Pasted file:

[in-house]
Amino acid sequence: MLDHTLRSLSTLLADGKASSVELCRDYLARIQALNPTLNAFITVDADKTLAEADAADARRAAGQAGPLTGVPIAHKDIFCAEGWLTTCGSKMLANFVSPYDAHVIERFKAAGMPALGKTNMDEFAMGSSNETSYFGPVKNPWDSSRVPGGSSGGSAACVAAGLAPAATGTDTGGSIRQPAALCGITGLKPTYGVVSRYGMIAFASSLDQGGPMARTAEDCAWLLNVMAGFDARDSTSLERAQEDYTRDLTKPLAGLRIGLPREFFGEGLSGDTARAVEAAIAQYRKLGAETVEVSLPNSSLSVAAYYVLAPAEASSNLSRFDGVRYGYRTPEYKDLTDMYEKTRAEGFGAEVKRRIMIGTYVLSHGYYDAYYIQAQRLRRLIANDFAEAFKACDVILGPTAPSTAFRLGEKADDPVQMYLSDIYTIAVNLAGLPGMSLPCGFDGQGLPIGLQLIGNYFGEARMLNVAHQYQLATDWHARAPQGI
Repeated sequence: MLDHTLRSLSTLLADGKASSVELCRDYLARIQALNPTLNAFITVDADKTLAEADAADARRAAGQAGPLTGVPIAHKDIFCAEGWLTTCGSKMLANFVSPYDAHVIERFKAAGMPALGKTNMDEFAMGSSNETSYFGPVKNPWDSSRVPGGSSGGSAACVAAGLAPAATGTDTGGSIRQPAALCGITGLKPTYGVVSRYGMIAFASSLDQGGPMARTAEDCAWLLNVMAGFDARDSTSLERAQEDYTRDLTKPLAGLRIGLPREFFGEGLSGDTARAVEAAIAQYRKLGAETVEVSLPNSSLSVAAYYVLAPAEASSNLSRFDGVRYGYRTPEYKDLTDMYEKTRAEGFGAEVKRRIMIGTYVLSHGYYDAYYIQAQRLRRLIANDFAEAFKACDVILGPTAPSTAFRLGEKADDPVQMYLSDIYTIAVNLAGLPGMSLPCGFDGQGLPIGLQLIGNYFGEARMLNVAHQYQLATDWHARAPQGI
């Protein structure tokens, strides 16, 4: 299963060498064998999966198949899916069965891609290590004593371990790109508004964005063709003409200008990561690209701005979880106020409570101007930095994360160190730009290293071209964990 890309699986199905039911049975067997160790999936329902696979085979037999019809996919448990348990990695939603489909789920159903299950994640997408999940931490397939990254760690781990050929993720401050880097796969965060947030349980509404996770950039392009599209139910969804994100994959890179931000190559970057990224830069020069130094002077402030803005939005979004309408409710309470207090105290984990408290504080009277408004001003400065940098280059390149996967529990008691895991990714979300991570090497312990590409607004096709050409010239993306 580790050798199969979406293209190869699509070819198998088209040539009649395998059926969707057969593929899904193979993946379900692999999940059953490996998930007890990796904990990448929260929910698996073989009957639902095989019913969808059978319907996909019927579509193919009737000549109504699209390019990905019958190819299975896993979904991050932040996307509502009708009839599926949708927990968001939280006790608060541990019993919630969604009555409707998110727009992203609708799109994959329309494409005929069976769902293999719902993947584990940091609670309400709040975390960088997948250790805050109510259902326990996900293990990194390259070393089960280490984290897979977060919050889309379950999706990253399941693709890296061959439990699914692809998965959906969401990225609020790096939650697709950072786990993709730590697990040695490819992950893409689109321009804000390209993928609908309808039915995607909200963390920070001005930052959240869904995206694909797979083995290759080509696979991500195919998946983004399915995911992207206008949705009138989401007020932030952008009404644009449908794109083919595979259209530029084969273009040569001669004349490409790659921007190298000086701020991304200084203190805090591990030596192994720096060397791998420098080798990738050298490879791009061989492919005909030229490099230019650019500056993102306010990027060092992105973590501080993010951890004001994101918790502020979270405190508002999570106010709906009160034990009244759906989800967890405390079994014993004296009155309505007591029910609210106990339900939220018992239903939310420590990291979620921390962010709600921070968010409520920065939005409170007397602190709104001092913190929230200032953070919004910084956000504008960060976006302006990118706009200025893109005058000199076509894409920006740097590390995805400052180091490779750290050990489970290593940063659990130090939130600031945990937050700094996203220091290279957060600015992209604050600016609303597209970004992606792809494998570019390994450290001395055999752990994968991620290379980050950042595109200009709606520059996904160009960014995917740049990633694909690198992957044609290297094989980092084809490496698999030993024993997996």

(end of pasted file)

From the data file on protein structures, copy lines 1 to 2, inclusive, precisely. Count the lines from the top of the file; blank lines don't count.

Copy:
[in-house]
Amino acid sequence: MLDHTLRSLSTLLADGKASSVELCRDYLARIQALNPTLNAFITVDADKTLAEADAADARRAAGQAGPLTGVPIAHKDIFCAEGWLTTCGSKMLANFVSPYDAHVIERFKAAGMPALGKTNMDEFAMGSSNETSYFGPVKNPWDSSRVPGGSSGGSAACVAAGLAPAATGTDTGGSIRQPAALCGITGLKPTYGVVSRYGMIAFASSLDQGGPMARTAEDCAWLLNVMAGFDARDSTSLERAQEDYTRDLTKPLAGLRIGLPREFFGEGLSGDTARAVEAAIAQYRKLGAETVEVSLPNSSLSVAAYYVLAPAEASSNLSRFDGVRYGYRTPEYKDLTDMYEKTRAEGFGAEVKRRIMIGTYVLSHGYYDAYYIQAQRLRRLIANDFAEAFKACDVILGPTAPSTAFRLGEKADDPVQMYLSDIYTIAVNLAGLPGMSLPCGFDGQGLPIGLQLIGNYFGEARMLNVAHQYQLATDWHARAPQGI